Post-HFS of one neuron generated LTD in the GP-EP GABAergic synapse on the unstimulated neuron (baseline:101 ± 7%; after:73 ± 8%, N = 13, Figure 4B, p = 0.0012). Because concentration decreases with distance for diffusing molecules, such a mechanism suggests that the LTD would be lower in more distant neurons; however, we did not detect a correlation between the magnitude of LTD and the distance between the two somata. Placing the stimulating electrode in the Str produced a similar trend, eCB release by post-HFS in one neuron generated LTP of the Str-EP GABAergic synapse on a neighboring neuron (baseline:101 ± 5%; after:138 ± 15%, N = 10, Figure 4C, p = 0.004).
Dopamine Modulates eCB Induced Plasticity
We have shown that dopamine modulates GABAergic inputs to the EP (Lavian et al., 2017). D1Rs modulate GABAergic input from the Str to the EP (Lavian et al., 2017), whereas D2Rs modulate GABAergic input from the GP to the EP. As dopamine interacts with eCBs in other regions of the basal ganglia, we tested the hypothesis that dopamine modulates eCB induced plasticity in the EP. We repeated the experiments described in Figures 1–3 in the presence of dopamine antagonists. We measured the change in Str-EP synapses caused by post-HFS (repeating the experiments shown in Figure 2A) in the presence of R-SCH23390 (10 μM), the D1R antagonist. Under these conditions, post-HFS for 10 s at 100 Hz did not generate LTP (baseline:100 ± 8%; after:96 ± 11%, N = 5, Figure 5A, p = 0.008) compared to the response of Str-EP synapses (Figure 2A). Then, we measured the change in GP-EP synapses caused by post-HFS (repeating the experiment shown in Figure 1A) in the presence of the D2R antagonist, sulpiride (3 μM). These conditions resulted in LTP of the GP-EP synapse (baseline:101 ± 5%; after:137 ± 14%, N = 7, Figure 5B, p = 0.002) instead of LTD (Figure 1A). It has been shown that D2Rs modulate glutamatergic input to the EP. Indeed, 3 μM of sulpiride blocked the LTD (baseline:103 ± 7%; after:103 ± 12%, N = 10, Figure 5C, p = 0.002) that we observed in the experiment without the blocker (Figure 3A).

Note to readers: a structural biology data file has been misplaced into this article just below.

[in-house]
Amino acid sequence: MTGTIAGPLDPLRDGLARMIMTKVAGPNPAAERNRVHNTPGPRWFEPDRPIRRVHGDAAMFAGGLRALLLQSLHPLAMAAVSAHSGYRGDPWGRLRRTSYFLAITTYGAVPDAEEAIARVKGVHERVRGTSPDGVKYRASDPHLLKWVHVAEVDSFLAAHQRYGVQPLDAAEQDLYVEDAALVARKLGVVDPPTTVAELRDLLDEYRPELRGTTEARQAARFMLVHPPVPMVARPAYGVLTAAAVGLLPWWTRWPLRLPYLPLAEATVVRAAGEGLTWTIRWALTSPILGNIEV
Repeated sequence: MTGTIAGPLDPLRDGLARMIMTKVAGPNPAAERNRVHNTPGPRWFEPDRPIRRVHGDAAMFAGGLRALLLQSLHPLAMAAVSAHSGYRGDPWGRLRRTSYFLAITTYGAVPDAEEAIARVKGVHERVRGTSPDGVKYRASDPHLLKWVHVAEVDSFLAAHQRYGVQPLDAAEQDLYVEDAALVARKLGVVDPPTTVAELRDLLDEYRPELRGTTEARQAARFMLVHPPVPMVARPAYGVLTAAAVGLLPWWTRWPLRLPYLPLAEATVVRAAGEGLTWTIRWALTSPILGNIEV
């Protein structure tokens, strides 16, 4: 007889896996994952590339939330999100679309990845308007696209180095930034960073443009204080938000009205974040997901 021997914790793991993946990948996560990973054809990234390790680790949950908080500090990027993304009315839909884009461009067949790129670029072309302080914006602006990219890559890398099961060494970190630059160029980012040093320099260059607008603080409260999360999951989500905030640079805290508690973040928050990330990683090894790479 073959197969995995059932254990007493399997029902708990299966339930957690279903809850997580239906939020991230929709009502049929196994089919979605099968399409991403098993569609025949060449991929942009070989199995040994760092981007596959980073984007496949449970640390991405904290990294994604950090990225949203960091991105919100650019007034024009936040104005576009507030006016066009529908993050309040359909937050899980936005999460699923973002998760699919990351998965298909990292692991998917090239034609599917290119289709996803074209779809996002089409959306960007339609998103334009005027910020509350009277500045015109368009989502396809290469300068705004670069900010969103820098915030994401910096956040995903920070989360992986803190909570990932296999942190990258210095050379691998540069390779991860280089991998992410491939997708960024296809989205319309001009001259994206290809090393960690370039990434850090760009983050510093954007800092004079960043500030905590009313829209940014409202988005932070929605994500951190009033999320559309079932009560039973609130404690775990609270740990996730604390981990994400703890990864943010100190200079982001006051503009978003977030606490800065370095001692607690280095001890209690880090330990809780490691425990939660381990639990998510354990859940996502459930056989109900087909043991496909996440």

Figure 5. Dopamine modulates eCB induced plasticity. (A) Blocking D1 receptors blocks LTP at Str-EP synapses. Post-HFS stimulation of 100 Hz for 10 s in the presence of D1 antagonist at Str-EP synapse (n = 4) compared to control condition from Figure 2 in gray. Normalized IPSP amplitudes (normalization to the mean amplitude of IPSP recorded during the baseline recordings) are plotted against time. Arrow indicates the time of induction of the depolarization protocol, and error bars represent the SEM. (B) Blocking D2 receptors blocks LTD and reveals LTP at GP-EP synapses. Post-HFS stimulation of 100 Hz for 10 s generated LTP in the presence of a D2 antagonist at the GP-EP synapses (n = 7) compared to control condition from Figure 1 in gray. (C) Blocking D2 receptors blocks LTP at STN-EP synapses. Post-HFS stimulation of 100 Hz for 10 s in the presence of a D2 antagonist at STN-EP synapses (n = 10) compared to the control condition from Figure 3 in gray.